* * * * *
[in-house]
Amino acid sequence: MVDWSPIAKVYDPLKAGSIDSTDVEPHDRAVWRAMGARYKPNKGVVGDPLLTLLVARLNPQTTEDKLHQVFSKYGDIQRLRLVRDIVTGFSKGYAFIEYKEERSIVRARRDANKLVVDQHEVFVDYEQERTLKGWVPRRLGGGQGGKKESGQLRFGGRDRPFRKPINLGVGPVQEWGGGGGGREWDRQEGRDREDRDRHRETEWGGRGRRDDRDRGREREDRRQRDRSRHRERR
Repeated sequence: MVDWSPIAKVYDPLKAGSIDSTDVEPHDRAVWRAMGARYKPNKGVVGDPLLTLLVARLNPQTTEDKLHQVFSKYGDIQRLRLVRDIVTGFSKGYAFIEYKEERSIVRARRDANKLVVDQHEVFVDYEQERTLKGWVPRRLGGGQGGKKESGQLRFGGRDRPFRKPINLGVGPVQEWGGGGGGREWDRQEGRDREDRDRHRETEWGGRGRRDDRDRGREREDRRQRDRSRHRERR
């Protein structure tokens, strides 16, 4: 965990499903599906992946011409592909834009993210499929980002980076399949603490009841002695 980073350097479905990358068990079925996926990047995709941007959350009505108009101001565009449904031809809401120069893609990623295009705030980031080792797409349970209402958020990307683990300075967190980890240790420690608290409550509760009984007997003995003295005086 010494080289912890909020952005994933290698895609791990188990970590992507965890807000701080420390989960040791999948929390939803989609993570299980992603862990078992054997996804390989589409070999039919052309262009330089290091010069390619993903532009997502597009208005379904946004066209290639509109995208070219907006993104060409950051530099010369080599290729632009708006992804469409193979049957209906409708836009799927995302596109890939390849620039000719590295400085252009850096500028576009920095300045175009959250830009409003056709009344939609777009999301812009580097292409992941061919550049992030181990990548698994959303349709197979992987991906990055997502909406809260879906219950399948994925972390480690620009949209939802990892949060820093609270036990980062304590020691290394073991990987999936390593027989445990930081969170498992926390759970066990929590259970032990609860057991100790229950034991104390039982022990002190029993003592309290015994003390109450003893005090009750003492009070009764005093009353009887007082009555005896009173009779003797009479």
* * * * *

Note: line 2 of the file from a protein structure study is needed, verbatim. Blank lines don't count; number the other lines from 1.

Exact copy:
Amino acid sequence: MVDWSPIAKVYDPLKAGSIDSTDVEPHDRAVWRAMGARYKPNKGVVGDPLLTLLVARLNPQTTEDKLHQVFSKYGDIQRLRLVRDIVTGFSKGYAFIEYKEERSIVRARRDANKLVVDQHEVFVDYEQERTLKGWVPRRLGGGQGGKKESGQLRFGGRDRPFRKPINLGVGPVQEWGGGGGGREWDRQEGRDREDRDRHRETEWGGRGRRDDRDRGREREDRRQRDRSRHRERR